Edited By Nick Clarke 3 on 30/03/2021 14:44:59

Thread: A new job
30/03/2021 14:19:54
Posted by Windy on 30/03/2021 14:13:20:

.Jeff a good suggestion as you all know my nickname thoughts come to mind of fitting a De-Laval Nozzle at a certain body part for pure thrust.

Current World record is just over 107mph for a chariot like yours - You need something flat to fit under the seat - Porsche perhaps?

Thread: Component Suppliers - Recommendations?
30/03/2021 11:50:16

Rapid Electronics online and based in Colchester

Thread: A new job
30/03/2021 11:27:51

The first image made me think of Rollie Free's record breaking on a Vincent.

If you have any images dressed as he was please do NOT publish themI laugh The world can only take so much I'm afraid.

Take care and have fun!!!

Thread: Milling machines - western-made s/h recommendations up to 2k
30/03/2021 11:17:35

Looking at the drawings for Maid of Kent I cannot see that there would be any difficulty fitting the components for the loco on even the smallest hobby mill - the assumption until the 1980s or so seems to have been that an amateur would use a vertical slide in the lathe for milling as it was not as usual as today for a milling machine to be available (although it usually was in a club workshop of course)

This is not to say that a small mill would necessarily have sufficient power to do the milling on a loco, just that bits would physically fit.

Thread: Southworth Pump Lubrication
30/03/2021 09:06:15

For his steam pumps LBSC drew a tiny displacement lubricator - it is described in the Live Steam Book (aka Shop, Shed & Road) and as far as I recall it was 5/16" diameter by about an inch tall - I can't lay my hand on the book at present to check though.

in general I suggest lubrication is kept to the minimum you can get away with as all of the oil will end up in your boiler.

Thread: A problem with my Tich running gear that I can't solve at the minute :-(
29/03/2021 11:17:03

Drawing and extract from magazine:-


Thread: Whicht "Fonts" were used on th e Somerset & Dorset Joint Rlwy??
29/03/2021 11:00:16
Posted by Tim Stevens on 28/03/2021 17:56:43:

And for the pedants among us, a font is a set of type of one design and one size only. If the printer needed a different size he bought a new font. Computer designers got this wrong (as in so many other things).

Cheers, Tim

Having shared an office with printers for several years, one of whom taught typography, I can assure anyone that cares that the term 'pedant' is scarcely strong enough when professionals discussed the subject.

Talking about the Times family of typefaces, to take just one example, there would be arguments as to which of the different commercial versions (before personal computers there was no such thing as a 'free' font, they were all copyright to different companies) was best, with aesthetics, ease of reading and inkholding all entering into the fun.


PS - Different sizes of metal type, nominally of the same typeface, did not always use the same glyphs for corresponding letters - these were sometimes simplified in smaller sizes.


Edited By Nick Clarke 3 on 29/03/2021 11:04:00

Thread: RH vs LH threads
29/03/2021 09:33:14
Posted by John MC on 29/03/2021 09:27:05:

I thought it time to ressurrect this thread. The choice of LH vs RH threads on a bicycle is done for good reason. Considering the pedals, RH thread on RH side, the often made assumption is that the pedal rotates CW on this side , it doesn't, it rotates ACW, the direction that will undo a RH thread. So why the RH thread?

A couple of the replies to my original question have "got it", what I am looking for is a simple explanation. So, once again over to you guys.


A pedal will indeed turn anti clockwise on its spindle, however the spindle is not totally frictionless so the force of a power stroke from the rider will tend to tighten it in the crank surely?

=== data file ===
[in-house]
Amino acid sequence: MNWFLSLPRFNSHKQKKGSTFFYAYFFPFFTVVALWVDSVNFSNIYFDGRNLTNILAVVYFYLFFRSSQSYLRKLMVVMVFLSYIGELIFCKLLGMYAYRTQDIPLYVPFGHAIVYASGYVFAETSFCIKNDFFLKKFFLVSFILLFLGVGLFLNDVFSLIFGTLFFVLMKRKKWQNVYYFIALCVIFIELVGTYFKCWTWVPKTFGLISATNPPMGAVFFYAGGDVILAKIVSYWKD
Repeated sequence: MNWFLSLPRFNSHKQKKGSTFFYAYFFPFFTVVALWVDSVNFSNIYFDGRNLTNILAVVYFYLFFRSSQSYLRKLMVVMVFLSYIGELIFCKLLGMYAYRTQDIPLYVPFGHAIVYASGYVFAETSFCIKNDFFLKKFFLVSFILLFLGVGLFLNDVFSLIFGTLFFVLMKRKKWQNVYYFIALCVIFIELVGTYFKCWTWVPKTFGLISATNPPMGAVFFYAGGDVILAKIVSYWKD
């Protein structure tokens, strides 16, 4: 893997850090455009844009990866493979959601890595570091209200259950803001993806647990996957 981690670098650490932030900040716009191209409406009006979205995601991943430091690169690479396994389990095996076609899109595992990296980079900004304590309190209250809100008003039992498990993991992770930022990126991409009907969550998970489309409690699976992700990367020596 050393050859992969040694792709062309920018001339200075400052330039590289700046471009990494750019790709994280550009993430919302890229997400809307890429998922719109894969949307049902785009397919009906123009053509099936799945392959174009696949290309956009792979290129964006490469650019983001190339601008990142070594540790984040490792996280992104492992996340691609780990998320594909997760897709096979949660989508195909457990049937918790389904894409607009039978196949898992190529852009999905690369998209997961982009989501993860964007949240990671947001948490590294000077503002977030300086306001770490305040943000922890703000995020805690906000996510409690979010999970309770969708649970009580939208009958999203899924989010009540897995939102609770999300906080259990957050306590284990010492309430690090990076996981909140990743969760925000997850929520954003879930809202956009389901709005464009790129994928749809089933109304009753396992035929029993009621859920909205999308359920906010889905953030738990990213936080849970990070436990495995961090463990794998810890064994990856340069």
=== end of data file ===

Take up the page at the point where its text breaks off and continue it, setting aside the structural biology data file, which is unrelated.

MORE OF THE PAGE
Thread: A problem with my Tich running gear that I can't solve at the minute :-(
29/03/2021 09:25:36

I suggest looking to see if an axlebox is sticking in the horns.

If not look to see where the boxes are vertically in the horns - you have added weight so they will be higher up in the horns than before so does it run if the loco is supported under the boiler to take some of the weight off?

27/03/2021 14:47:50

Regarding he smokebox front I don't think it was ever described in full or drawn in the magazine.


Cast frames or tender frames were usually the production of individual suppliers - if I had to guess I would suggest perhaps W.K.Waugh, trading as Wilwaugh - but this is only a guess. These 'extra' castings were something he often produced alongside the standard ones. Long gone and when his passing was announced in ME there was no indication that his patterns were taken over by anyone else.

Thread: Tich cylinders
26/03/2021 17:47:34


Thread: New car - or is it a wheeled computer?
26/03/2021 09:37:54
Posted by Howard Lewis on 26/03/2021 09:31:08:

Even small ,cars are not immune from the "I have invented a new whistle, so I will fit it, even when not needed" syndrome.

My wife and I each run probably some of the smallest and cheapest cars on the market.

One of the features is a speed limiter. Tried once and considered to be a possible danger. (Impossible to accelerate out of a developing emergency ) based on the proposition that my motor control, and powers of observation are so poor that I cannot see the speedo right in front of me, or lift off the throttle pedal.

Wish that they had spent the money on providing a back shelf that does not fall out when anything is placed in, or removed from, the boot!

Like predictive spelling, I do not believe that a computer knows better than I do what is in my mind.

(My wife abandoned one, otherwise excellent, mobile phone because the predictive spelling cannot be disabled )

Next thing, will it refuse to close the doors automatically until my fingers are out of the way?

So much for market research driving what WE want


Edited By Howard Lewis on 26/03/2021 09:33:30

I'm with you Howard - The criteria for my present car when I bought it 8 years ago were

  1. Does it always start?
  2. Has it a good heater?

In addition it is the first car I have had with Air Con (even if it does not work if kept unused) and Bluetooth and I have grown to like these as well.

But the interesting thing about your comment on doors and fingers is that in the past people WERE trapping themselves in electric windows which did not stop, and not only small children!


Edited By Nick Clarke 3 on 26/03/2021 09:39:44